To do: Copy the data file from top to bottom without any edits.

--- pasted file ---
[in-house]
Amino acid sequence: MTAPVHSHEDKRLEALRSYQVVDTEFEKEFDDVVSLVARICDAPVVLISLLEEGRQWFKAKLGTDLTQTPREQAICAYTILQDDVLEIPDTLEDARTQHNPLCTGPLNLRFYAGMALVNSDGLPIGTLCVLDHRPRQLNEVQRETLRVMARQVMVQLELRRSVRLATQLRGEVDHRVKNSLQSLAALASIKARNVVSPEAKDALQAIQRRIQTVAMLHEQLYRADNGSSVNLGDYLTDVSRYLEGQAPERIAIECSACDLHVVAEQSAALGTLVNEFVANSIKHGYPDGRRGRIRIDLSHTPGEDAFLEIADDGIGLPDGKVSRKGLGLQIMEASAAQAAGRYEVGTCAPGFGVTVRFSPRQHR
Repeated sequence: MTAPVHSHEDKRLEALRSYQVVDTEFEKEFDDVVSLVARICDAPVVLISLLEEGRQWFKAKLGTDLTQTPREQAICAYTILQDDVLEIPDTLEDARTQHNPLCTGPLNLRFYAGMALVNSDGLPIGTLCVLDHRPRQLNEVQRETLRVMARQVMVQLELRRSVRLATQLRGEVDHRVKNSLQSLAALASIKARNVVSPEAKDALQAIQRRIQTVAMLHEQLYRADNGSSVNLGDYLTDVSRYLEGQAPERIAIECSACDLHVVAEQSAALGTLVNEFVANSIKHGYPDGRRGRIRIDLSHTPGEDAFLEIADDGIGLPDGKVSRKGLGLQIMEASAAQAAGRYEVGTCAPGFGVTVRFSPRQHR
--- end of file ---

[in-house]
Amino acid sequence: MTAPVHSHEDKRLEALRSYQVVDTEFEKEFDDVVSLVARICDAPVVLISLLEEGRQWFKAKLGTDLTQTPREQAICAYTILQDDVLEIPDTLEDARTQHNPLCTGPLNLRFYAGMALVNSDGLPIGTLCVLDHRPRQLNEVQRETLRVMARQVMVQLELRRSVRLATQLRGEVDHRVKNSLQSLAALASIKARNVVSPEAKDALQAIQRRIQTVAMLHEQLYRADNGSSVNLGDYLTDVSRYLEGQAPERIAIECSACDLHVVAEQSAALGTLVNEFVANSIKHGYPDGRRGRIRIDLSHTPGEDAFLEIADDGIGLPDGKVSRKGLGLQIMEASAAQAAGRYEVGTCAPGFGVTVRFSPRQHR
Repeated sequence: MTAPVHSHEDKRLEALRSYQVVDTEFEKEFDDVVSLVARICDAPVVLISLLEEGRQWFKAKLGTDLTQTPREQAICAYTILQDDVLEIPDTLEDARTQHNPLCTGPLNLRFYAGMALVNSDGLPIGTLCVLDHRPRQLNEVQRETLRVMARQVMVQLELRRSVRLATQLRGEVDHRVKNSLQSLAALASIKARNVVSPEAKDALQAIQRRIQTVAMLHEQLYRADNGSSVNLGDYLTDVSRYLEGQAPERIAIECSACDLHVVAEQSAALGTLVNEFVANSIKHGYPDGRRGRIRIDLSHTPGEDAFLEIADDGIGLPDGKVSRKGLGLQIMEASAAQAAGRYEVGTCAPGFGVTVRFSPRQHR